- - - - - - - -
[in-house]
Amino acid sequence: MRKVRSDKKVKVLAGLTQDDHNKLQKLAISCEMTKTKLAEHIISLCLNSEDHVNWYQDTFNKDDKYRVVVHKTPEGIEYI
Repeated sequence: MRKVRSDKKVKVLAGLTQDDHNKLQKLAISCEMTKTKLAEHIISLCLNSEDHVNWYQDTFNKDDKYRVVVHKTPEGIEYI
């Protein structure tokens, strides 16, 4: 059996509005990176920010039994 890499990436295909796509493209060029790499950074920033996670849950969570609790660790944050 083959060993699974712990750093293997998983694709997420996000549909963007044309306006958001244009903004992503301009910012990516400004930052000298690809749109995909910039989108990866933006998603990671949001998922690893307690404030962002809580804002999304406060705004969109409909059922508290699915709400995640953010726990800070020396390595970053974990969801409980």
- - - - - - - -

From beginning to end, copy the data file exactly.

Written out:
[in-house]
Amino acid sequence: MRKVRSDKKVKVLAGLTQDDHNKLQKLAISCEMTKTKLAEHIISLCLNSEDHVNWYQDTFNKDDKYRVVVHKTPEGIEYI
Repeated sequence: MRKVRSDKKVKVLAGLTQDDHNKLQKLAISCEMTKTKLAEHIISLCLNSEDHVNWYQDTFNKDDKYRVVVHKTPEGIEYI
């Protein structure tokens, strides 16, 4: 059996509005990176920010039994 890499990436295909796509493209060029790499950074920033996670849950969570609790660790944050 083959060993699974712990750093293997998983694709997420996000549909963007044309306006958001244009903004992503301009910012990516400004930052000298690809749109995909910039989108990866933006998603990671949001998922690893307690404030962002809580804002999304406060705004969109409909059922508290699915709400995640953010726990800070020396390595970053974990969801409980």